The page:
The teacher pay raise bill has passed the Senate.
By a unanimous vote, the Senate passed the bill that would raise teacher salaries by $1,000 over a two-year phase-in period, and the raise would come with a $51 million price tag for taxpayers.
After the Mississippi Division of Medicaid announced $50 million in savings, Lt. Governor Tate Reeves called for the funds to be put towards a teacher pay raise. Now that the bill has passed, he stated that this part of an ongoing effort to invest in education.
“Over the past eight years, we have targeted the investment of tax dollars into the classroom,” Reeves said. “This bill spends about $51 million on teachers and other personnel who help educate Mississippi children. With this law, a teacher who worked in the classroom in 2012 will make almost $8,000 more per year by 2020.”
While Reeves and other lawmakers praised the raise for nearly 35,000 educators, most teachers are not as enthused. In its first year, the bill would amount to a $19 per week raise, and the Mississippi Association of Educators were not satisfied with the bill, calling it “unacceptable” in a letter sent to lawmakers.
The Senate bill is mirrored in the House with a similar bill, and MAE President Joyce Helmick said that the raise still leaves Mississippi teacher salaries well below the average of surrounding states.
“For teachers entering the profession, that would mean a starting salary that is still below that of the Southeastern average. For the average Mississippi teacher, that would put their salary a whopping $6000 below the Southeastern average of $51,500.”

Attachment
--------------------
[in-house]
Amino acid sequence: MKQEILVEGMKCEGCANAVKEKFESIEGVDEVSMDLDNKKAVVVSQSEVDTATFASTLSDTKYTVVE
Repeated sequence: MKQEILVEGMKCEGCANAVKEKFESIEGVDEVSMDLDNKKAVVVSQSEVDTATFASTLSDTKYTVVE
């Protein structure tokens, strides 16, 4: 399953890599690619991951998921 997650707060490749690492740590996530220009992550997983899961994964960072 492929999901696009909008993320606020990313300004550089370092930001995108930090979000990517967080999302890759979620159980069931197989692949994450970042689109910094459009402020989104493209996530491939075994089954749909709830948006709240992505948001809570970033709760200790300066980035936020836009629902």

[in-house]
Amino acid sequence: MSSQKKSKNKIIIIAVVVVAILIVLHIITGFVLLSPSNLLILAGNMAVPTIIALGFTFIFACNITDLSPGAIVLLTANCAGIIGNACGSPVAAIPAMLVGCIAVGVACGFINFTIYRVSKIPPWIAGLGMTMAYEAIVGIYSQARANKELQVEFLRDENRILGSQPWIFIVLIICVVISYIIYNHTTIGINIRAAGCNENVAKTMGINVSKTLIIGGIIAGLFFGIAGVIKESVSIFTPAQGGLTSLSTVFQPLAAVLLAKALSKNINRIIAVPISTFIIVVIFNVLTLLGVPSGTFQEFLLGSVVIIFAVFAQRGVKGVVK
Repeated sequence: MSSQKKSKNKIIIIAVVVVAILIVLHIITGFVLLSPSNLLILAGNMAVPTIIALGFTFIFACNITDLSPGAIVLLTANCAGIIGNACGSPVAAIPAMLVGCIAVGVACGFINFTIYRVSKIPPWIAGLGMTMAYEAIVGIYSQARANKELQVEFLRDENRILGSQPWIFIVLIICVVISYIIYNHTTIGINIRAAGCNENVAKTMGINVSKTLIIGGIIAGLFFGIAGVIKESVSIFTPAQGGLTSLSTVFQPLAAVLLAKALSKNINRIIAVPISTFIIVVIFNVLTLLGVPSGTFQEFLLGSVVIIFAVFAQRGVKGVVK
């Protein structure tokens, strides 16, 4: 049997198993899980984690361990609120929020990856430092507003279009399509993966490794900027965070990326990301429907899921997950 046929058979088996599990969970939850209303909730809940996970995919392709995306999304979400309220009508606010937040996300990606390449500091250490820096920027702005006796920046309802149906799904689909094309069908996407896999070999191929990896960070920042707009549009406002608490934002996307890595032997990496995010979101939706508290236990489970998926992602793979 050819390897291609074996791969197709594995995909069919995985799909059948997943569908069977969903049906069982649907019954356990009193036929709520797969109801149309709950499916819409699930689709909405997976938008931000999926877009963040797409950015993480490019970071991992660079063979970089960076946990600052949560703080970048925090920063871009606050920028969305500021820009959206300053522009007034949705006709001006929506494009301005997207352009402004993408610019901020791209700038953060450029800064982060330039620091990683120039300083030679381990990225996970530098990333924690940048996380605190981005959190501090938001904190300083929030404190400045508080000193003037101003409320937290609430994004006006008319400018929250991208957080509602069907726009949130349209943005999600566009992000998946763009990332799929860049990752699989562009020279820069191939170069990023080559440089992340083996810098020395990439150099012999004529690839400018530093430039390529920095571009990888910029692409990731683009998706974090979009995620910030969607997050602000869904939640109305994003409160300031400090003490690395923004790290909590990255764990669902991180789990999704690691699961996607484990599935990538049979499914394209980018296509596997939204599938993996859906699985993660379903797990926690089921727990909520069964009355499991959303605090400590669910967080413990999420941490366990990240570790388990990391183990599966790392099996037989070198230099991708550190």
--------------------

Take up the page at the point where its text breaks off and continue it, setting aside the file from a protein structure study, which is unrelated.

The average teacher salary in Mississippi is $44,925, according to the Mississippi Department of Education.
In the letter, Helmick went on to say that low salaries and underfunded schools will lead to a decline in the number of teachers in the state.
“Our shamefully low teacher salaries, inadequate and under-resourced classrooms, minimal and underfunded teacher supply funds, and the consistent starvation of public education in Mississippi all play a significant role in our inability to retain and recruit current and future educators while limiting opportunities for our students.”
According to the MAE, the MDE issued 7,620 teaching licenses in 2007, and by 2017, that number shrunk to 603 licenses issued.
The MAE asked lawmakers to “provide an immediate raise of $5,000 to all certified teachers” and a $2,500 raise for assistant teachers among other demands.
The House bill has not yet been brought up for discussion.